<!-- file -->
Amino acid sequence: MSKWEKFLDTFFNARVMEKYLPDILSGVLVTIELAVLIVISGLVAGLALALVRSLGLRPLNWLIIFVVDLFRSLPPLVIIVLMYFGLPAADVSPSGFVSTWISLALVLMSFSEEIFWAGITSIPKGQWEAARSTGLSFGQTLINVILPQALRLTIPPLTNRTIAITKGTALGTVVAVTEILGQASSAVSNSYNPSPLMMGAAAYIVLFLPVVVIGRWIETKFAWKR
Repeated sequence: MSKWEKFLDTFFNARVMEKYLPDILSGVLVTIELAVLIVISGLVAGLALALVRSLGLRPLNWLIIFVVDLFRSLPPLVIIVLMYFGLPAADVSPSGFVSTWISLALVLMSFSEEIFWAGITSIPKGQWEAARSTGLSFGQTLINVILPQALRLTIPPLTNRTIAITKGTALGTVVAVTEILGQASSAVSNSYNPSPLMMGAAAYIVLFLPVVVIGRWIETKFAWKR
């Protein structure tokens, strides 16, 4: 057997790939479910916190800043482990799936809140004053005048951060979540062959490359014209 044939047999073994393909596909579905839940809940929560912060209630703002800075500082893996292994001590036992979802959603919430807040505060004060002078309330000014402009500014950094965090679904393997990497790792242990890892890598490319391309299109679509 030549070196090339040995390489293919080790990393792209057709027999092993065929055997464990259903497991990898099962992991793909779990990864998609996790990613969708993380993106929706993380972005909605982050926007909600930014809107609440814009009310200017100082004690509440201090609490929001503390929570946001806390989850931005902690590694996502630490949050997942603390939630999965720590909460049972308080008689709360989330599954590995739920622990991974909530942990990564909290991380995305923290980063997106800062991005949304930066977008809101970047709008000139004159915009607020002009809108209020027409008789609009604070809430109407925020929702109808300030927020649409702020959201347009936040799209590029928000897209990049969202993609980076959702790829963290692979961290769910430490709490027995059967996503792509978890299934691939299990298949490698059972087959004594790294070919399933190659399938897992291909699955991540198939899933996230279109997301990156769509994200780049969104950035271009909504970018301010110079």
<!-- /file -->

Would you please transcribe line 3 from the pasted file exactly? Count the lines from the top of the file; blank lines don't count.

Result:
């Protein structure tokens, strides 16, 4: 057997790939479910916190800043482990799936809140004053005048951060979540062959490359014209 044939047999073994393909596909579905839940809940929560912060209630703002800075500082893996292994001590036992979802959603919430807040505060004060002078309330000014402009500014950094965090679904393997990497790792242990890892890598490319391309299109679509 030549070196090339040995390489293919080790990393792209057709027999092993065929055997464990259903497991990898099962992991793909779990990864998609996790990613969708993380993106929706993380972005909605982050926007909600930014809107609440814009009310200017100082004690509440201090609490929001503390929570946001806390989850931005902690590694996502630490949050997942603390939630999965720590909460049972308080008689709360989330599954590995739920622990991974909530942990990564909290991380995305923290980063997106800062991005949304930066977008809101970047709008000139004159915009607020002009809108209020027409008789609009604070809430109407925020929702109808300030927020649409702020959201347009936040799209590029928000897209990049969202993609980076959702790829963290692979961290769910430490709490027995059967996503792509978890299934691939299990298949490698059972087959004594790294070919399933190659399938897992291909699955991540198939899933996230279109997301990156769509994200780049969104950035271009909504970018301010110079």